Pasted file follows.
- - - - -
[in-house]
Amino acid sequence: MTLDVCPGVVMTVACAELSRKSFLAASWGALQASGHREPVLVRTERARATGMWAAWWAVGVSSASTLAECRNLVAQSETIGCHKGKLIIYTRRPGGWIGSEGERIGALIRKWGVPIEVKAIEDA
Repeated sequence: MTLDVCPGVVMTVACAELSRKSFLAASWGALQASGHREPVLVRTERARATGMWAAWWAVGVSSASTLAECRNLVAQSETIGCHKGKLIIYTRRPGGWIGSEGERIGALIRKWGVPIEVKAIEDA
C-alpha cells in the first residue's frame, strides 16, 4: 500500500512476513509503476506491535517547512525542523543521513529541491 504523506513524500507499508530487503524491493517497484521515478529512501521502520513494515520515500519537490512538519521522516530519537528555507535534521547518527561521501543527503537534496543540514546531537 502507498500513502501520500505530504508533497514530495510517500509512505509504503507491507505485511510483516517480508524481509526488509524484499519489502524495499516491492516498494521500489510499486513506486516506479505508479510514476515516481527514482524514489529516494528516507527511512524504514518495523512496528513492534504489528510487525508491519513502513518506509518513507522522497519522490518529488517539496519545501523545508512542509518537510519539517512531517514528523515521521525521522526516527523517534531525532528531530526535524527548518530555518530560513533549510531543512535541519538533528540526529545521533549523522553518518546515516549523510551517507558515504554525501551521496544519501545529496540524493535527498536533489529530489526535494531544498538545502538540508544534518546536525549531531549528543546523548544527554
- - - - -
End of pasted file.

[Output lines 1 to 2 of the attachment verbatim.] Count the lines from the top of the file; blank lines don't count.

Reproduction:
[in-house]
Amino acid sequence: MTLDVCPGVVMTVACAELSRKSFLAASWGALQASGHREPVLVRTERARATGMWAAWWAVGVSSASTLAECRNLVAQSETIGCHKGKLIIYTRRPGGWIGSEGERIGALIRKWGVPIEVKAIEDA